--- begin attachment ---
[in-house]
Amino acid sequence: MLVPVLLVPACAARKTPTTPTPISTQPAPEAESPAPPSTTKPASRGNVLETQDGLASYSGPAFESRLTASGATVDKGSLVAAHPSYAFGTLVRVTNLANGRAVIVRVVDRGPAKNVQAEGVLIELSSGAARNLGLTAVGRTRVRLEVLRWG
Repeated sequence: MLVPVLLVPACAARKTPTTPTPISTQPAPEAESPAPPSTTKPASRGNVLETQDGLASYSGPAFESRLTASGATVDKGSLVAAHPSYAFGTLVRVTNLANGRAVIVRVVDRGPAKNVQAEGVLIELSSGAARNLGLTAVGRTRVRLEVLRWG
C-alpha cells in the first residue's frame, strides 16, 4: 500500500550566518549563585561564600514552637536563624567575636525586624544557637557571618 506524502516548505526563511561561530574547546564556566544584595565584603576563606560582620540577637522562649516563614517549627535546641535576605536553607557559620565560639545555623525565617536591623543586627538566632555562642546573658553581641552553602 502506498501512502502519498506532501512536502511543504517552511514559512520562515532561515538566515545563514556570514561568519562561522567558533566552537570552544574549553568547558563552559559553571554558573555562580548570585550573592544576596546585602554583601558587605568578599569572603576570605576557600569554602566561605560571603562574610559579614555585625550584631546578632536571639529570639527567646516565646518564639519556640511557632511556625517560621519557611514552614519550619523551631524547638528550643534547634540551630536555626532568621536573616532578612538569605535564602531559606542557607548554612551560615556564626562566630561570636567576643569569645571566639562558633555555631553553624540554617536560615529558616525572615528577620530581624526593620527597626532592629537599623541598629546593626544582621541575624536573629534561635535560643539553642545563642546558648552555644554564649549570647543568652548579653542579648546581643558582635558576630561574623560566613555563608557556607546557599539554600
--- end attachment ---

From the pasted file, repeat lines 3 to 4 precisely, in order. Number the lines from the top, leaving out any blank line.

Repeated sequence: MLVPVLLVPACAARKTPTTPTPISTQPAPEAESPAPPSTTKPASRGNVLETQDGLASYSGPAFESRLTASGATVDKGSLVAAHPSYAFGTLVRVTNLANGRAVIVRVVDRGPAKNVQAEGVLIELSSGAARNLGLTAVGRTRVRLEVLRWG
C-alpha cells in the first residue's frame, strides 16, 4: 500500500550566518549563585561564600514552637536563624567575636525586624544557637557571618 506524502516548505526563511561561530574547546564556566544584595565584603576563606560582620540577637522562649516563614517549627535546641535576605536553607557559620565560639545555623525565617536591623543586627538566632555562642546573658553581641552553602 502506498501512502502519498506532501512536502511543504517552511514559512520562515532561515538566515545563514556570514561568519562561522567558533566552537570552544574549553568547558563552559559553571554558573555562580548570585550573592544576596546585602554583601558587605568578599569572603576570605576557600569554602566561605560571603562574610559579614555585625550584631546578632536571639529570639527567646516565646518564639519556640511557632511556625517560621519557611514552614519550619523551631524547638528550643534547634540551630536555626532568621536573616532578612538569605535564602531559606542557607548554612551560615556564626562566630561570636567576643569569645571566639562558633555555631553553624540554617536560615529558616525572615528577620530581624526593620527597626532592629537599623541598629546593626544582621541575624536573629534561635535560643539553642545563642546558648552555644554564649549570647543568652548579653542579648546581643558582635558576630561574623560566613555563608557556607546557599539554600